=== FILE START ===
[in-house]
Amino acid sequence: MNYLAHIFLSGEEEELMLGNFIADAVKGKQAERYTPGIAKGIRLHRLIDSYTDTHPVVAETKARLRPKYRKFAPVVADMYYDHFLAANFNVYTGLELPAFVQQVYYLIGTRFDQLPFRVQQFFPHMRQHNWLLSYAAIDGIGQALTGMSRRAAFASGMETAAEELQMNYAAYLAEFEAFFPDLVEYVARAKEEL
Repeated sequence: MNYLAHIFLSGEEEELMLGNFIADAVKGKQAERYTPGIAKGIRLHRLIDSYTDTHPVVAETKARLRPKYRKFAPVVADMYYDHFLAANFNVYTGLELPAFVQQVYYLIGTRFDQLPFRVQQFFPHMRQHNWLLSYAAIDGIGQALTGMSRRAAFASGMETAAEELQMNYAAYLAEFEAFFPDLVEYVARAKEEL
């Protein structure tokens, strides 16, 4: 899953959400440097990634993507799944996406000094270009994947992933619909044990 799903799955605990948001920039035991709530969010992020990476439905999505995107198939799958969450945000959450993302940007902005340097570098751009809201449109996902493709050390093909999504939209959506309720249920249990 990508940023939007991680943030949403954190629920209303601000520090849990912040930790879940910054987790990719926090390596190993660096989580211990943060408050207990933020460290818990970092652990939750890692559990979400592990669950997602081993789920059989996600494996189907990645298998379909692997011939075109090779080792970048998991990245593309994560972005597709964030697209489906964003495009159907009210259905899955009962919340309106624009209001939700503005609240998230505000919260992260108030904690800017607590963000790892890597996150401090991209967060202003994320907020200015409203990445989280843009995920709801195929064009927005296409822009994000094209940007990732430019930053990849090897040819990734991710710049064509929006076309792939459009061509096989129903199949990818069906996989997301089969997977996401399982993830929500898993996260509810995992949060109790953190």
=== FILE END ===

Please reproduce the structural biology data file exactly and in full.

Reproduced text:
[in-house]
Amino acid sequence: MNYLAHIFLSGEEEELMLGNFIADAVKGKQAERYTPGIAKGIRLHRLIDSYTDTHPVVAETKARLRPKYRKFAPVVADMYYDHFLAANFNVYTGLELPAFVQQVYYLIGTRFDQLPFRVQQFFPHMRQHNWLLSYAAIDGIGQALTGMSRRAAFASGMETAAEELQMNYAAYLAEFEAFFPDLVEYVARAKEEL
Repeated sequence: MNYLAHIFLSGEEEELMLGNFIADAVKGKQAERYTPGIAKGIRLHRLIDSYTDTHPVVAETKARLRPKYRKFAPVVADMYYDHFLAANFNVYTGLELPAFVQQVYYLIGTRFDQLPFRVQQFFPHMRQHNWLLSYAAIDGIGQALTGMSRRAAFASGMETAAEELQMNYAAYLAEFEAFFPDLVEYVARAKEEL
């Protein structure tokens, strides 16, 4: 899953959400440097990634993507799944996406000094270009994947992933619909044990 799903799955605990948001920039035991709530969010992020990476439905999505995107198939799958969450945000959450993302940007902005340097570098751009809201449109996902493709050390093909999504939209959506309720249920249990 990508940023939007991680943030949403954190629920209303601000520090849990912040930790879940910054987790990719926090390596190993660096989580211990943060408050207990933020460290818990970092652990939750890692559990979400592990669950997602081993789920059989996600494996189907990645298998379909692997011939075109090779080792970048998991990245593309994560972005597709964030697209489906964003495009159907009210259905899955009962919340309106624009209001939700503005609240998230505000919260992260108030904690800017607590963000790892890597996150401090991209967060202003994320907020200015409203990445989280843009995920709801195929064009927005296409822009994000094209940007990732430019930053990849090897040819990734991710710049064509929006076309792939459009061509096989129903199949990818069906996989997301089969997977996401399982993830929500898993996260509810995992949060109790953190």